clock menu more-arrow no yes

Filed under:

After 30 years, he finally made it on ‘Jeopardy!’ — for Alex Trebek’s final game

“Even though his health was not great and we all knew that, he didn’t use it as an excuse. He was there 100%.”

Jim Gilligan poses for a photo with “Jeopardy!” host Alex Trebek. Gilligan’s game marks the final episode for Trebek, who died on Nov. 8 at the age of 80.
Provided by Jeopardy Productions, Inc.

When it was time for him to play “Jeopardy!” Jim Gilligan didn’t immediately get in the zone.

Instead, he watched joyfully as Alex Trebek stepped out from behind the gameboard at the start of the episode.

“Wow! That’s really Alex Trebek, and he’s only a few feet from me!” Gilligan thought with a mixture of excitement and disbelief.

Then he shifted gears to play the game he’s watched every night for well over 30 years. He studied the clues on the board, following along as Trebek read them out loud. He then waited, anxiously, for the lights bordering the gameboard to turn on, signaling the moment it was OK to buzz in.

During the commercial breaks, Gilligan and the other “Jeopardy!” contestants shook off their nerves, drank water and touched up their stage makeup. Trebek, meanwhile, reviewed his question sheets. Sometimes the host would refilm a clue, unsatisfied with how he read it during the initial take.

And then, before Gilligan knew it, the game was over.

“It was probably the most rapid 30 minutes of my life,” he said.

About 10 days later, Gilligan was at home in San Francisco, enjoying his usual Sunday morning routine of coffee and reading when the news of Trebek’s death broke. He felt the same way he did as a 15-year-old in 1980 when John Lennon was assassinated. And again in 2008 when actor Heath Ledger died.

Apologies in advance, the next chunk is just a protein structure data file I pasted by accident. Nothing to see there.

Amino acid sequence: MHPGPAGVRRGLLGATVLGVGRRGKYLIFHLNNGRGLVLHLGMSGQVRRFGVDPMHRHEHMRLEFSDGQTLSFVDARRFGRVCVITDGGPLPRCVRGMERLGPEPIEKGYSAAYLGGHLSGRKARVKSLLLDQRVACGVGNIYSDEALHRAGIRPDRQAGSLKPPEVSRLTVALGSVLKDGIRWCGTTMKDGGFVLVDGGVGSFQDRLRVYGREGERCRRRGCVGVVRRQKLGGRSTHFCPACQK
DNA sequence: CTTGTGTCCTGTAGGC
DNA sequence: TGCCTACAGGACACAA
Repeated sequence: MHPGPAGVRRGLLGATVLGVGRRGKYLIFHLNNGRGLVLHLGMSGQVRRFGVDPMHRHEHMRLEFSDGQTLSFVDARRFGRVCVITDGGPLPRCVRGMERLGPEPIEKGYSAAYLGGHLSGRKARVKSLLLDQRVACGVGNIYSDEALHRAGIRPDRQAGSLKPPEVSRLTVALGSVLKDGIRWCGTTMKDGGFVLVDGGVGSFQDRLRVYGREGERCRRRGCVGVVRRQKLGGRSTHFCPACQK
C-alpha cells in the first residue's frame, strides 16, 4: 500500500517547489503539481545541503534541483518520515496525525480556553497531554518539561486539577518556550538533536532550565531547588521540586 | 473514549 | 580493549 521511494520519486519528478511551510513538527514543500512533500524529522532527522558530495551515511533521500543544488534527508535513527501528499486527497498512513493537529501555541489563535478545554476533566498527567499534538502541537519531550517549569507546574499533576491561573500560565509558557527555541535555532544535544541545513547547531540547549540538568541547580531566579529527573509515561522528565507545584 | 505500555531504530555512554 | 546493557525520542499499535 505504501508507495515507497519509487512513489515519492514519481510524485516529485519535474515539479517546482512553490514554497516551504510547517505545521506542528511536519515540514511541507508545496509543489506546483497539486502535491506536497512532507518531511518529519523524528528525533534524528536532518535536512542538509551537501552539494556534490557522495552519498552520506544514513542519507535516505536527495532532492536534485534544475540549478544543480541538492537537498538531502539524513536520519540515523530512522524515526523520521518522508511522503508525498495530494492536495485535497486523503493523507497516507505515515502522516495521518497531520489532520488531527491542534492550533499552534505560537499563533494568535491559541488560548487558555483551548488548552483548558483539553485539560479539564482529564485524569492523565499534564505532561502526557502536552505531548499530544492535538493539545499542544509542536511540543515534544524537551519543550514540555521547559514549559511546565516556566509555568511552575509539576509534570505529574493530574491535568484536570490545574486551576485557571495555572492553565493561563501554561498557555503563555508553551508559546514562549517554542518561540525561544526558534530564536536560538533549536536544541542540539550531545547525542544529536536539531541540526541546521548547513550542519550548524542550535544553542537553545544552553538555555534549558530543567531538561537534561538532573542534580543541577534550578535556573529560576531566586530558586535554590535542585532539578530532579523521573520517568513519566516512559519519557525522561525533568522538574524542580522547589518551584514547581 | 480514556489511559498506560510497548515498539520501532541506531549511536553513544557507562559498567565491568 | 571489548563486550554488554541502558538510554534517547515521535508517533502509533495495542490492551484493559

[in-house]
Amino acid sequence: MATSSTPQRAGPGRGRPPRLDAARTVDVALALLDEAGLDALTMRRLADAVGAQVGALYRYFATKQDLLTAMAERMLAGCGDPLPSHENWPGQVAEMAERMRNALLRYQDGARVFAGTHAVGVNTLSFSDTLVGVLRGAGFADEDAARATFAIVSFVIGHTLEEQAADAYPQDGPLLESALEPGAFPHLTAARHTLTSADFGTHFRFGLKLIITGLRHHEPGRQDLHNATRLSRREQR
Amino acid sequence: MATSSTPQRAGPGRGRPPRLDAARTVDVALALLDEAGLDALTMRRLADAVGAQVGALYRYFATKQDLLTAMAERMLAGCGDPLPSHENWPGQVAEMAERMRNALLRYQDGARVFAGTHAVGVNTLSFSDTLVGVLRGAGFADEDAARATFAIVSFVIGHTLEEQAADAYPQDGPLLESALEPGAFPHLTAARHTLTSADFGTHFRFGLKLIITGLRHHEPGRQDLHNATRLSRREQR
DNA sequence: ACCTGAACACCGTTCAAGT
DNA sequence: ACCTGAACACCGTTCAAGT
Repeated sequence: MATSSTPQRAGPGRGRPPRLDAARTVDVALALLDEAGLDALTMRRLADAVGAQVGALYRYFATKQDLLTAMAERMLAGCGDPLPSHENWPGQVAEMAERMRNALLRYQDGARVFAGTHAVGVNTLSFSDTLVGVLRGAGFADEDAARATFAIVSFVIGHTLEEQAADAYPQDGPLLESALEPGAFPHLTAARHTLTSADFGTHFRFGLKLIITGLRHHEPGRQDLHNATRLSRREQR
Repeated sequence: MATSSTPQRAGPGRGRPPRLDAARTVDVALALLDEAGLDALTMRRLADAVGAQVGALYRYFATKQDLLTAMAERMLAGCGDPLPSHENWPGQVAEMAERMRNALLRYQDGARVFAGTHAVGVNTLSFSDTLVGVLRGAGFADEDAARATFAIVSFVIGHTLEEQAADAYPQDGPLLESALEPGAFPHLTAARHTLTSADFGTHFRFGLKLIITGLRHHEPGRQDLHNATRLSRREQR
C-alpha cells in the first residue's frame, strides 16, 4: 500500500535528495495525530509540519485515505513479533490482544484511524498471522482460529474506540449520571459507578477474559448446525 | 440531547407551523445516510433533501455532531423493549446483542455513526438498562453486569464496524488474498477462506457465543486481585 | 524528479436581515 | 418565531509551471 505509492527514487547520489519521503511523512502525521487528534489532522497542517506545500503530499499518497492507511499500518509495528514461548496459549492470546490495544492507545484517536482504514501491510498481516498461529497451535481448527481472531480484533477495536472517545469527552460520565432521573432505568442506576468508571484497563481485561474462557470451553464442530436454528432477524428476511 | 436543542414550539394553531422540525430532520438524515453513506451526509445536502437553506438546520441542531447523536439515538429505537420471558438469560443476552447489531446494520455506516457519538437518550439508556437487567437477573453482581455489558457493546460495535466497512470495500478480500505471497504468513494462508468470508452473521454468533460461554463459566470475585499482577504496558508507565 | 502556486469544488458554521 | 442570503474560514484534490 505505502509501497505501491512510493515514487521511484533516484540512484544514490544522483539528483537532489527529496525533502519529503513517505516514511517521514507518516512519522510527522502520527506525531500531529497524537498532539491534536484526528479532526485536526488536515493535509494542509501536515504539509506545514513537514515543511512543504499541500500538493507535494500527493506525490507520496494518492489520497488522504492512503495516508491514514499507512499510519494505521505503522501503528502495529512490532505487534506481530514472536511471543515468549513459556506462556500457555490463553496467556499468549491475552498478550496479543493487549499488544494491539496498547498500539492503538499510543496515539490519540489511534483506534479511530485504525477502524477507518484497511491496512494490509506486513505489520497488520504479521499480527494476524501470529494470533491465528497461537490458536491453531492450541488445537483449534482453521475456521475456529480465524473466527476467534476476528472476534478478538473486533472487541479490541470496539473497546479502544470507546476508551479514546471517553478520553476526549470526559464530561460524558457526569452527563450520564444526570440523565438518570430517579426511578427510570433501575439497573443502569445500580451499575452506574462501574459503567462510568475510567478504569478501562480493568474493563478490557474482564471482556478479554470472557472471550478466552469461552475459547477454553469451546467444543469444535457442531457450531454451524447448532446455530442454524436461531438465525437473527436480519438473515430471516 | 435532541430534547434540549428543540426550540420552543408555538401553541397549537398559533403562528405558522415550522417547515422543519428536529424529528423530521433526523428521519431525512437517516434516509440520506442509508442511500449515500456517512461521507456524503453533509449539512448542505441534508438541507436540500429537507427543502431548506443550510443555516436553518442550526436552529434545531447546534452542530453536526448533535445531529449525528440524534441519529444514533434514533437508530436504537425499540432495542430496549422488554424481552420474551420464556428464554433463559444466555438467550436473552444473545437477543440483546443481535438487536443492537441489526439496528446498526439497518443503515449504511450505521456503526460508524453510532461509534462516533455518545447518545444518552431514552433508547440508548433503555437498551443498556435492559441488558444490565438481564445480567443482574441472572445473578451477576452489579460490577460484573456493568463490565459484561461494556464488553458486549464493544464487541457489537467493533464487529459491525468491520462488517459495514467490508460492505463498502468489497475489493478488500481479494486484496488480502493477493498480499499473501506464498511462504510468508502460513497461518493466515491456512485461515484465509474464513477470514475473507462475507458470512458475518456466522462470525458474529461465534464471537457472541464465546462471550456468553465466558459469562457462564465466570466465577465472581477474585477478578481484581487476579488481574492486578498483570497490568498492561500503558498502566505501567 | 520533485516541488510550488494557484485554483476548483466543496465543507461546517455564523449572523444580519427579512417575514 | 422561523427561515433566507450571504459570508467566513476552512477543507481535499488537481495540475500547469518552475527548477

“My initial response was absolute sadness,” Gilligan said. “Throughout it all, Alex was just incredibly intrepid and very positive. I think we were privileged to have him around. Even though I met him just briefly on the set while I played the game, I feel really special about that.”

Gilligan quickly realized that based on the show’s filming schedule, his episode, which airs Friday, would mark Trebek’s final “Jeopardy!” game and the end of an era.

“That’s television history,” he said. “It makes it worth it to have waited this long to get on the show.”


A 30-year tryout

On Wednesday afternoon, as chaos ensued at the U.S. Capitol, Gilligan hopped on for a Zoom call with the Deseret News. He had a picture of the “Jeopardy!” set as his Zoom background, the shades of purples and blues filling the space around his head.

Gilligan has been trying desperately to get on “Jeopardy!” for more than half of his life — almost as long as Trebek hosted the beloved quiz show.

He places his number of attempts in the 20-25 range.

He’s taken the online “Jeopardy!” test just about every time it’s been offered. Before the online shift in 2006, he did several in-person auditions.

On a whim, he actually landed on “Who Wants to Be a Millionaire” with Regis Philbin in 2000, earning $64,000 and 15 minutes of fame.

But that wasn’t his real goal.

He continued watching “Jeopardy!” each night. Over time, he watched Trebek’s hair turn gray and the mustache come and go.

In March 2019, when Trebek announced his pancreatic cancer diagnosis to the world, Gilligan’s desire to make it on “Jeopardy!” intensified.

Jim Gilligan poses for a photo on “Jeopardy!” Gilligan’s episode, which airs Friday, marks Trebek’s final “Jeopardy!” game.
Jeopardy Productions, Inc.

He took the online test at the start of 2020. When the pandemic hit, Gilligan was certain his chances of getting on the show — and being on the show with Trebek — were dashed. But to his surprise, even as “Jeopardy!” production was on hold, the show contacted him in the coming months and ushered him through a series of Zoom audition rounds.

At the end of a Zoom call in June, where Gilligan played a mock “Jeopardy!” game with eight other people, “Jeopardy!” producers took questions from the potential contestants.

“How’s Alex doing?” Gilligan asked.

The host was excited, eager for the new season to start, the crew assured him.